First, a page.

Jose was a sixteen-year-old growing up in the Bronx who wanted a good job someday so that he could help support his mom, who was raising him and his two brothers on her own. However, as he entered the tenth grade, he began to struggle in school and increasingly found his peers to be a negative influence. Separating himself from them was not easy because he felt that belonging to the local neighborhood "crew" offered him protection that enabled him to safely get to and from school each day. One day, accompanied by members of his "crew," he got into a fight near his school, which resulted in a year's suspension. Despite the fact that it was his first arrest, he was also charged with attempted gang assault in the first degree-a felony offense that could potentially brand him a criminal for the rest of his life.
Jose made bail and was placed in an alternative high school, but skipped class at least once per week because he didn't like the school environment. He felt out of place in a school where the students were "problem kids," a term he did not feel applied to him. After a year, he still had made no academic progress and transferred to another school, which he eventually stopped attending because he felt he was so behind on earning the credits he needed to graduate that his best option was to enroll in a GED program. At the age of eighteen, he was given the opportunity to enter CASES' Court Employment Project (CEP) rather than serve a prison sentence, and enrolled in our on-site GED class, in which he maintained 98 percent attendance. Within four months, he earned his GED and subsequently entered CASES' Next Steps class, which helps students prepare for and enroll in college.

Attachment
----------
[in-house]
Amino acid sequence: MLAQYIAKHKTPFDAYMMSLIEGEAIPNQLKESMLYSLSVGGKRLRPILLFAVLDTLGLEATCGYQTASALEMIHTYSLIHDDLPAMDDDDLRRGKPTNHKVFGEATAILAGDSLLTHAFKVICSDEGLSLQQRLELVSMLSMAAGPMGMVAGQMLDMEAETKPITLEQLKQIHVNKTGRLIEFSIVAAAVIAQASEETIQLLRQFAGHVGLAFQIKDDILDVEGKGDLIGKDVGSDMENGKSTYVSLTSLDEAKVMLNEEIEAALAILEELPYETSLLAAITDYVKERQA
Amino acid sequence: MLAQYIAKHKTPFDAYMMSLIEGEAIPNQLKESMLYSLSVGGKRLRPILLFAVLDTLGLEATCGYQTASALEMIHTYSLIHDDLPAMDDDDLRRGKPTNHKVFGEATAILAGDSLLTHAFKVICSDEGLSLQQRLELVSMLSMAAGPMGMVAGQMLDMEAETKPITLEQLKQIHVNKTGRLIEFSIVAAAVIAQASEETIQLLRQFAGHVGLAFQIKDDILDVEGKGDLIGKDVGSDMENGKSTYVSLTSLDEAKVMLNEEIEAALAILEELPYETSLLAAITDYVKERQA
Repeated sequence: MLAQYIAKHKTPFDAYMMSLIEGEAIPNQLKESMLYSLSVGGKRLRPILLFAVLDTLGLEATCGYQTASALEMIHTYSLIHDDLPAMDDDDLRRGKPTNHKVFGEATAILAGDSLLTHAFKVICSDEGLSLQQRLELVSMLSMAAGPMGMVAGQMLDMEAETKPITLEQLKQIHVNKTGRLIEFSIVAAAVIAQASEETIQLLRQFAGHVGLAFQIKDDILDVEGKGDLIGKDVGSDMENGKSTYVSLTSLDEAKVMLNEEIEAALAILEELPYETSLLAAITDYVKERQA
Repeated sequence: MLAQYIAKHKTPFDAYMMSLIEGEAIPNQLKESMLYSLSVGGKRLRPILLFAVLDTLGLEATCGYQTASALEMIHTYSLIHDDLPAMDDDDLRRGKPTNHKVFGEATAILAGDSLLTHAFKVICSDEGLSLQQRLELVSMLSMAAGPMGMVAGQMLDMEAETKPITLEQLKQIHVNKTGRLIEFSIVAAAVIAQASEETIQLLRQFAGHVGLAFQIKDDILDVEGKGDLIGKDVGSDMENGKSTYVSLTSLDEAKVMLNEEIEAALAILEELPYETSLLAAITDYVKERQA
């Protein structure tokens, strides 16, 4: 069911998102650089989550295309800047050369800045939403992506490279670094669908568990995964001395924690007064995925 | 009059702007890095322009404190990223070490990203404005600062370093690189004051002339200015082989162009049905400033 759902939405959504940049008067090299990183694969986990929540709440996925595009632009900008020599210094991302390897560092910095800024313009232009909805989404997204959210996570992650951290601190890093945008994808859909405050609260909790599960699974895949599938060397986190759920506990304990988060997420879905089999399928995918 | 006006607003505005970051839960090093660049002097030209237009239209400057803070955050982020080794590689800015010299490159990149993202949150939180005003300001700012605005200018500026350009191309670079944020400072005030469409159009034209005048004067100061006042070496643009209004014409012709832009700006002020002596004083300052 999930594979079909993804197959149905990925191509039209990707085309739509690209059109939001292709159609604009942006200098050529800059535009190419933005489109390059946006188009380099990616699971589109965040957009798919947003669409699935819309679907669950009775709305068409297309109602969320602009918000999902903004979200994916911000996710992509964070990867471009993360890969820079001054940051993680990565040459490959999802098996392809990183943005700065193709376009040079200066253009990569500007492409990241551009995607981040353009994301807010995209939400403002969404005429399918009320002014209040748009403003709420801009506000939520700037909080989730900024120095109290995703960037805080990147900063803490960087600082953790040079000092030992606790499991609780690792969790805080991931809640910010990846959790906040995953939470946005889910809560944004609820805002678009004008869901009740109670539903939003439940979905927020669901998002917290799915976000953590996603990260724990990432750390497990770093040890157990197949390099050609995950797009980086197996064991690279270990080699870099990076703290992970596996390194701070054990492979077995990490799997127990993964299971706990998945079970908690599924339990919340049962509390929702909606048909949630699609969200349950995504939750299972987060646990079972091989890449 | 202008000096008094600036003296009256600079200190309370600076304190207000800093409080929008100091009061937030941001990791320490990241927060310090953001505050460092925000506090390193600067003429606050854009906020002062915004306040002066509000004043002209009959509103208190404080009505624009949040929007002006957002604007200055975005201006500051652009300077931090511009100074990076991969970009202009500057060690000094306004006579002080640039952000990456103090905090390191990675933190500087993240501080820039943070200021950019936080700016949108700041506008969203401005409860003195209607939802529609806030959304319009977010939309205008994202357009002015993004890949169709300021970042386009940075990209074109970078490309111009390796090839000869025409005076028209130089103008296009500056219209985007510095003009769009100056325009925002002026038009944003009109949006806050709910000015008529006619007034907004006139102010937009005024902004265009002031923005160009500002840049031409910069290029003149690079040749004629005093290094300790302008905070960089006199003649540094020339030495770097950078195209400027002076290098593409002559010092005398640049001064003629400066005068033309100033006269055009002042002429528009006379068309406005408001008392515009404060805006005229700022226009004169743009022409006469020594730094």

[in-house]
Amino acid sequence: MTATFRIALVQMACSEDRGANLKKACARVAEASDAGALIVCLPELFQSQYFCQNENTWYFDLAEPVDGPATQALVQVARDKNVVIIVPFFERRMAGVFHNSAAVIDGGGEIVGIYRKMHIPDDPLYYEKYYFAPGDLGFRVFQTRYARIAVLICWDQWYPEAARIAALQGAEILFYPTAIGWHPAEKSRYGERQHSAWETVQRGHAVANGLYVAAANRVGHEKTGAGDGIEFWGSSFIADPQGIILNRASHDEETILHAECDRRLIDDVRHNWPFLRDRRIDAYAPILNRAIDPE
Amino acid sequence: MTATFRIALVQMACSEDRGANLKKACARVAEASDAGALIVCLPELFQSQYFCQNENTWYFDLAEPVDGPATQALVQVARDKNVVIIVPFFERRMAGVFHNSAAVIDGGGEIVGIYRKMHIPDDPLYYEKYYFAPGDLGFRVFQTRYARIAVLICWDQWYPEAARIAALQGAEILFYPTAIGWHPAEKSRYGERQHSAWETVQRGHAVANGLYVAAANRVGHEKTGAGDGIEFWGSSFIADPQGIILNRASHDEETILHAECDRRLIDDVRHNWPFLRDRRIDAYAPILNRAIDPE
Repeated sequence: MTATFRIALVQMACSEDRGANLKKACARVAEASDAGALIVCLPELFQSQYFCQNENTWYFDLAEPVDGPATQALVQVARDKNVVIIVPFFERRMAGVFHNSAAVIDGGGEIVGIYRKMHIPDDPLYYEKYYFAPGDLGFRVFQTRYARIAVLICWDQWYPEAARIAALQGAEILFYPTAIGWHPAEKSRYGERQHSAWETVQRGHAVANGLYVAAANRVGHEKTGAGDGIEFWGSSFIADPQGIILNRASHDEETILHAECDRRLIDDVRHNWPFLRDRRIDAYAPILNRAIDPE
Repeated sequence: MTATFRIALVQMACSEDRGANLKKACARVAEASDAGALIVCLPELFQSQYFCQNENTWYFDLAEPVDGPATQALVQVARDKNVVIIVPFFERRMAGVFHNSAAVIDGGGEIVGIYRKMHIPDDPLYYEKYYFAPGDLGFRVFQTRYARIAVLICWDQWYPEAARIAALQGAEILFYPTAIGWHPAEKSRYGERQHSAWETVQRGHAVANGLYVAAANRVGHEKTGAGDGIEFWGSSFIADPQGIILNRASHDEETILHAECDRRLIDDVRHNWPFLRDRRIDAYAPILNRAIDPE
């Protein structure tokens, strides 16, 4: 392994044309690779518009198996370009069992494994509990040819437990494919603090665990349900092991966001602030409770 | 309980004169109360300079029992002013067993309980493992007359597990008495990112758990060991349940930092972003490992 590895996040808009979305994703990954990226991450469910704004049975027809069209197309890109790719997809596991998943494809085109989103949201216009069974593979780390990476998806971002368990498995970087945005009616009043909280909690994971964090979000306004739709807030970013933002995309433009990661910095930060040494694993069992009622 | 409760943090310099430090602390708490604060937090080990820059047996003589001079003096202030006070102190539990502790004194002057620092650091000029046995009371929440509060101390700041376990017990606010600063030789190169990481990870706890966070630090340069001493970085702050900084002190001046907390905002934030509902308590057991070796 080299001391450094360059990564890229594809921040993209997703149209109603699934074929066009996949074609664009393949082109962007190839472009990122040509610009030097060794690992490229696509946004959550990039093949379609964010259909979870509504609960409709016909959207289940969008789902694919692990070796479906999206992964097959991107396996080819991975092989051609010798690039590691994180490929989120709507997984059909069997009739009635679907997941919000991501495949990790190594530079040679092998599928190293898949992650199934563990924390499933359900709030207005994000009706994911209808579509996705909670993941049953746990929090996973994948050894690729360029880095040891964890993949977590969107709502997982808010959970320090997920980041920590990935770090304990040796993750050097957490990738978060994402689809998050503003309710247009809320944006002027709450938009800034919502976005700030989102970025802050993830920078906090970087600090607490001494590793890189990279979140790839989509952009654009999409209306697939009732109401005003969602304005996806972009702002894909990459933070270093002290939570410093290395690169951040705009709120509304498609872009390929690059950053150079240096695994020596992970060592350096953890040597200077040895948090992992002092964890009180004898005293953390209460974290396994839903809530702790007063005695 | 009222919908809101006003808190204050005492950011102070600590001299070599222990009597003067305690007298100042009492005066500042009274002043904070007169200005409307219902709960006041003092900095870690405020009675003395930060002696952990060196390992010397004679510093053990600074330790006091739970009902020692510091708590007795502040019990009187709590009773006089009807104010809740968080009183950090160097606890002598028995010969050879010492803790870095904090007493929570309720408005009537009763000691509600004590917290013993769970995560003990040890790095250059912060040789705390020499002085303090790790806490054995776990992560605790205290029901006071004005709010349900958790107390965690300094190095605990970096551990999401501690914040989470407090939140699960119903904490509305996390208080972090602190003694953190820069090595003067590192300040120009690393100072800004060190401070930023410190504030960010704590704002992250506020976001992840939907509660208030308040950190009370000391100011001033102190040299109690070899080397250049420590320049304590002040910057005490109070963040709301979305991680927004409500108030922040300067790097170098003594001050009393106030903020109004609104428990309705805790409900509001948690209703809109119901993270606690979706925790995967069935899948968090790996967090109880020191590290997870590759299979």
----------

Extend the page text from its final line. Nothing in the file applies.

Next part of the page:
After graduating from CEP, Jose's criminal record was sealed and he was accepted at Borough of Manhattan Community College, where he is interested in pursuing a career in real estate or business. Now that he has joined the first cohort of students to enter college under CASES' new post-secondary success initiative, which includes monthly participant meetings, he has a new set of peers who share his goals. He says that, "Without CASES I don't think I would be where I am today. I'm so thankful that I got a second chance and CASES was there to support me."